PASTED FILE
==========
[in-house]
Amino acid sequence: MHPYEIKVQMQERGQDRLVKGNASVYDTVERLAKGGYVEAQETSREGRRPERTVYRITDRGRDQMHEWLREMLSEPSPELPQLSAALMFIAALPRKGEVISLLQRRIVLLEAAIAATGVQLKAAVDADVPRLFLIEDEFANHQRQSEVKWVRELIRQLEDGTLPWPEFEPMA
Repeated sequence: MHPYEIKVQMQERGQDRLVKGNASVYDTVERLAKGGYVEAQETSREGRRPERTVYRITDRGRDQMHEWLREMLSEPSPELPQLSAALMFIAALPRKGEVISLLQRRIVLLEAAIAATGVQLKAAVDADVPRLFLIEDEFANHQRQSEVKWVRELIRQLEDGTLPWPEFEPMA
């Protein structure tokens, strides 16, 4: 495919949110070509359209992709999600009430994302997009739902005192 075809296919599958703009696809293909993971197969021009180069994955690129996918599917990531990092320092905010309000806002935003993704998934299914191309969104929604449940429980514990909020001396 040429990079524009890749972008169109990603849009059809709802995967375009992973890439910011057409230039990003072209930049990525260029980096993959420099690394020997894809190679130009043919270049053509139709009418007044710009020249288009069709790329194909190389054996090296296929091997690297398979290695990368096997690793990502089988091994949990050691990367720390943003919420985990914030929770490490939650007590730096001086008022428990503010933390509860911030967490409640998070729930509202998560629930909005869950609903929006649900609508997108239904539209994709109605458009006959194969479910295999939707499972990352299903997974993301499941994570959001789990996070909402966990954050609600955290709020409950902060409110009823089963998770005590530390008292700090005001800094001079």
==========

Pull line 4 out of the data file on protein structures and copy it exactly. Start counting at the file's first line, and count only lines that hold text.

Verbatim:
């Protein structure tokens, strides 16, 4: 495919949110070509359209992709999600009430994302997009739902005192 075809296919599958703009696809293909993971197969021009180069994955690129996918599917990531990092320092905010309000806002935003993704998934299914191309969104929604449940429980514990909020001396 040429990079524009890749972008169109990603849009059809709802995967375009992973890439910011057409230039990003072209930049990525260029980096993959420099690394020997894809190679130009043919270049053509139709009418007044710009020249288009069709790329194909190389054996090296296929091997690297398979290695990368096997690793990502089988091994949990050691990367720390943003919420985990914030929770490490939650007590730096001086008022428990503010933390509860911030967490409640998070729930509202998560629930909005869950609903929006649900609508997108239904539209994709109605458009006959194969479910295999939707499972990352299903997974993301499941994570959001789990996070909402966990954050609600955290709020409950902060409110009823089963998770005590530390008292700090005001800094001079």